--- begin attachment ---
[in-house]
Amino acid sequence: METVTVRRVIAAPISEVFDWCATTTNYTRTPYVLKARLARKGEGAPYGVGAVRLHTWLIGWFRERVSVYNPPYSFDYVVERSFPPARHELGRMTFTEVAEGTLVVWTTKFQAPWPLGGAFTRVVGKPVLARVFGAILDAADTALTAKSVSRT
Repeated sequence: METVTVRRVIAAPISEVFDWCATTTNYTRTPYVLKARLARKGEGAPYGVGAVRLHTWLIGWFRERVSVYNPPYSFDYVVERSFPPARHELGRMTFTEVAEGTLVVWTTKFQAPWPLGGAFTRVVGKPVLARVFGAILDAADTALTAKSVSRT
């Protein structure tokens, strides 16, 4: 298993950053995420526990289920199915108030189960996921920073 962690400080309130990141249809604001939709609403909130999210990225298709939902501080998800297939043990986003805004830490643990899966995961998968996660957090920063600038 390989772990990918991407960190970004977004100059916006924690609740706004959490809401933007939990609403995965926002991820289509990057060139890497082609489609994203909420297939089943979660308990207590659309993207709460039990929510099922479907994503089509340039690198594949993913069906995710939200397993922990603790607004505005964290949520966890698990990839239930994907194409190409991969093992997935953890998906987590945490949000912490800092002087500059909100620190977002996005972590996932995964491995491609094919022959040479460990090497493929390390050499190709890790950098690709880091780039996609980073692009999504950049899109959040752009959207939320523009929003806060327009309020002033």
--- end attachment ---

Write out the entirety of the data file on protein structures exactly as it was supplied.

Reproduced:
[in-house]
Amino acid sequence: METVTVRRVIAAPISEVFDWCATTTNYTRTPYVLKARLARKGEGAPYGVGAVRLHTWLIGWFRERVSVYNPPYSFDYVVERSFPPARHELGRMTFTEVAEGTLVVWTTKFQAPWPLGGAFTRVVGKPVLARVFGAILDAADTALTAKSVSRT
Repeated sequence: METVTVRRVIAAPISEVFDWCATTTNYTRTPYVLKARLARKGEGAPYGVGAVRLHTWLIGWFRERVSVYNPPYSFDYVVERSFPPARHELGRMTFTEVAEGTLVVWTTKFQAPWPLGGAFTRVVGKPVLARVFGAILDAADTALTAKSVSRT
């Protein structure tokens, strides 16, 4: 298993950053995420526990289920199915108030189960996921920073 962690400080309130990141249809604001939709609403909130999210990225298709939902501080998800297939043990986003805004830490643990899966995961998968996660957090920063600038 390989772990990918991407960190970004977004100059916006924690609740706004959490809401933007939990609403995965926002991820289509990057060139890497082609489609994203909420297939089943979660308990207590659309993207709460039990929510099922479907994503089509340039690198594949993913069906995710939200397993922990603790607004505005964290949520966890698990990839239930994907194409190409991969093992997935953890998906987590945490949000912490800092002087500059909100620190977002996005972590996932995964491995491609094919022959040479460990090497493929390390050499190709890790950098690709880091780039996609980073692009999504950049899109959040752009959207939320523009929003806060327009309020002033």